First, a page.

Big Pink
Big Pink doesn't look like a diner, but the menu contains all the comfort-food classics you'd find (or hope to find) in a world-class diner, even if Big Pink's versions are definitely more Reform than Orthodox. From a list of hefty ten-ounce burgers, the upgraded Big Mac (called the Pink Daddy Mack) is two beef patties, lettuce, tomato, onion, pickle, and pink sauce on a homemade brioche bun. Fries are hand cut, and you can get sweet-potato or polenta fries as well as standard potato -- with homemade spicy ketchup. The tuna sandwich features a soy-glazed yellowfin tuna steak, cooked medium rare, with wasabi mayo. Steak is a filet mignon. Breakfasts, served all day as expected at a diner, range from normal bacon and eggs to the Hollywood (polenta fries topped with bacon, poached eggs, cheese sauce, and fresh basil). "TV dinners" have homemade food in those compartmentalized trays, which are stainless steel, not plastic. And since Big Pink is part of Myles Chefetz's South Pointe restaurant empire, Big Pink's desserts are created by Nemo pastry chef Hedy Goldsmith -- meaning that red velvet cake, Elvis's favorite Old South dessert, is far more heavenly than any version ever served up to the King.

Puerto Sagua, an all-night Cuban diner, is a sort of refuge from the South Beach scene (and has been for 35 years, since long before there was a South Beach scene). Need a respite from all that sunshine and silicone? Cool off in Puerto Sagua and grab a cheap lunch. Need to fortify your stomach before a 4:00 a.m. drive home? Get a medianoche, or better yet, a bowl of excellent black bean soup. For $2.25, you get a cup of thick, garlicky flavor. The recipe is basic: onions, green peppers, garlic, cumin, and black pepper are added to the beans to make a tasty and filling appetizer. Or make it a meal, for $3.50 a bowl.

Puerto Sagua
Leah Gabriel
Puerto Sagua, an all-night Cuban diner, is a sort of refuge from the South Beach scene (and has been for 35 years, since long before there was a South Beach scene). Need a respite from all that sunshine and silicone? Cool off in Puerto Sagua and grab a cheap lunch. Need to fortify your stomach before a 4:00 a.m. drive home? Get a medianoche, or better yet, a bowl of excellent black bean soup. For $2.25, you get a cup of thick, garlicky flavor. The recipe is basic: onions, green peppers, garlic, cumin, and black pepper are added to the beans to make a tasty and filling appetizer. Or make it a meal, for $3.50 a bowl.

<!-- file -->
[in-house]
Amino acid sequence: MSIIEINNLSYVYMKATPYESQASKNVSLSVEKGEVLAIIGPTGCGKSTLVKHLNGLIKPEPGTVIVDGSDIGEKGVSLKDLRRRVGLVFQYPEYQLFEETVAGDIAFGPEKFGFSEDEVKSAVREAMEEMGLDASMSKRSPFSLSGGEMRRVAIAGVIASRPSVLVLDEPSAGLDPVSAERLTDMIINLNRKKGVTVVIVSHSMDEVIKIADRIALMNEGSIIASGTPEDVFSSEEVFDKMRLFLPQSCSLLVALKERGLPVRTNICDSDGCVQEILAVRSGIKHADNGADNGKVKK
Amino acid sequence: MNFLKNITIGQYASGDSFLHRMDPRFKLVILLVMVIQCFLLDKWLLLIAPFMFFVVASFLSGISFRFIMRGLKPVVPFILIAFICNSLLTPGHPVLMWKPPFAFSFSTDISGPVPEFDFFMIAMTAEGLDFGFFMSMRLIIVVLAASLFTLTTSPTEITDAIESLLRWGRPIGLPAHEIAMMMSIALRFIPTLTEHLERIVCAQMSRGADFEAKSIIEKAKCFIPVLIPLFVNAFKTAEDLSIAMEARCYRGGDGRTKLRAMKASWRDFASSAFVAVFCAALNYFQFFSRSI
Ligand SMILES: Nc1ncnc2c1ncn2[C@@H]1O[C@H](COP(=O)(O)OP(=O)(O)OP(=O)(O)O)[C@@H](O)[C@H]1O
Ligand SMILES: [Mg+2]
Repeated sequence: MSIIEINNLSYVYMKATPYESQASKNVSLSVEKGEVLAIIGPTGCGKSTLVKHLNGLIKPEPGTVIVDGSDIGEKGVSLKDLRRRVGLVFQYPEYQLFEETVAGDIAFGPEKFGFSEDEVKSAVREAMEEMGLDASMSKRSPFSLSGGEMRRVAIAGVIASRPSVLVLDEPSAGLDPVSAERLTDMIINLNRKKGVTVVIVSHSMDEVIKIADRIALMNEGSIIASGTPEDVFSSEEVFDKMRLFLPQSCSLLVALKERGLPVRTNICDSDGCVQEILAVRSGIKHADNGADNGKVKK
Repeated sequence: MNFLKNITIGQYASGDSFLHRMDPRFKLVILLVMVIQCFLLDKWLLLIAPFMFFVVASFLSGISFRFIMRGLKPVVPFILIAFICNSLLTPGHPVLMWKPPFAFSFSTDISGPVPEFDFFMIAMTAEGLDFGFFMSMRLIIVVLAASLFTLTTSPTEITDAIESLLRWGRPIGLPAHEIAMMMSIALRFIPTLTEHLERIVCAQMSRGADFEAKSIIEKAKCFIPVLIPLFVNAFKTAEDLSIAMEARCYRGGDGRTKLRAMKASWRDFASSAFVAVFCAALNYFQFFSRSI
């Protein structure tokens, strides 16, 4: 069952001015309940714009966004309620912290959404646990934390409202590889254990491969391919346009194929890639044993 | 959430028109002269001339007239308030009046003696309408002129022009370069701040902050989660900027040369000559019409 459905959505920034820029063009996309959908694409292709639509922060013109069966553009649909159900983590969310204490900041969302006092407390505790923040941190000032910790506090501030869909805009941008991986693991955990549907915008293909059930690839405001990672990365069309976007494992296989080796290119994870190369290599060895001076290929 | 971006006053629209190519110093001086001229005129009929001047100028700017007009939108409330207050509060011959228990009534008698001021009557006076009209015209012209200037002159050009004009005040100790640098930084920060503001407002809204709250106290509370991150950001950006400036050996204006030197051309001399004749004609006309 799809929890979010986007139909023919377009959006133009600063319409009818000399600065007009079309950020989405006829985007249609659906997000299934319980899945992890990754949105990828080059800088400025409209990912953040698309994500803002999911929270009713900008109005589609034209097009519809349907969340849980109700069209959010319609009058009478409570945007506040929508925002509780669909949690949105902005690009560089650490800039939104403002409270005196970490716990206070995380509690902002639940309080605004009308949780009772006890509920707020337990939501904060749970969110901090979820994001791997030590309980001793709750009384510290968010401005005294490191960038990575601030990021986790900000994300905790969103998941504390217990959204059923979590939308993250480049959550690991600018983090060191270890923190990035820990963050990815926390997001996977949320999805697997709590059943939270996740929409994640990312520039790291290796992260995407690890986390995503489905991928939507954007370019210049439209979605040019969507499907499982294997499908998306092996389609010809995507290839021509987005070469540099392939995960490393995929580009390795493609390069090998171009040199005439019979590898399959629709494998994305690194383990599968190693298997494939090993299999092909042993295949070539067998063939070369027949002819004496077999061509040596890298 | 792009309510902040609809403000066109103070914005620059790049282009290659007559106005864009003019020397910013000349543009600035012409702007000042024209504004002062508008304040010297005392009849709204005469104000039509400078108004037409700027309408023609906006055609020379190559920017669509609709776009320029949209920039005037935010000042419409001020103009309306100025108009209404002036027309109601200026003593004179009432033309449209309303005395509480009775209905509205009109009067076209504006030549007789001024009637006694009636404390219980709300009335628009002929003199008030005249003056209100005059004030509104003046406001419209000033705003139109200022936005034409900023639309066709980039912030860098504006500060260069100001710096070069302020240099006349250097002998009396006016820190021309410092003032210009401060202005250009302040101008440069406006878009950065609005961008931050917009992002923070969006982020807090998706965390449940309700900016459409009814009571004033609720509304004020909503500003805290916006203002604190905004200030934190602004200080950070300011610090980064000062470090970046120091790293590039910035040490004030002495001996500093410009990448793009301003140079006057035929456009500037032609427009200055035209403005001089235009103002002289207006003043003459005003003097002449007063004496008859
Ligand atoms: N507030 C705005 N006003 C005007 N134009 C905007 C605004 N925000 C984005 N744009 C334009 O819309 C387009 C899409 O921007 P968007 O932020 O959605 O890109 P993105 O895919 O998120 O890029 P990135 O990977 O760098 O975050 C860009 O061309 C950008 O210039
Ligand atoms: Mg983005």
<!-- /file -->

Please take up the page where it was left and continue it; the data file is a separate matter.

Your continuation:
His name is Romeo, and he'll be taking your reservation for this evening, and greeting you at the door, and introducing the cuisine, and preparing your prix-fixe six-course meal. So naturally the place would be called Romeo's Café, and the creatively prepared, exquisite northern Italian cuisine is a winner at this Coral Way eatery. The set menu is tweaked for diners' dietary preferences or restrictions, but otherwise you'll be happy to sit back and enjoy the Romeo culinary ride as course after course arrives with delicious anticipation. At $65 per person (excluding wine), it's considered expensive, but for the experience it's a steal.

Romeo's Cafe
Via Romeo's Facebook
His name is Romeo, and he'll be taking your reservation for this evening, and greeting you at the door, and introducing the cuisine, and preparing your prix-fixe six-course meal. So naturally the place would be called Romeo's Café, and the creatively prepared, exquisite northern Italian cuisine is a winner at this Coral Way eatery. The set menu is tweaked for diners' dietary preferences or restrictions, but otherwise you'll be happy to sit back and enjoy the Romeo culinary ride as course after course arrives with delicious anticipation. At $65 per person (excluding wine), it's considered expensive, but for the experience it's a steal.

Best Of Miami®

Best Of Miami®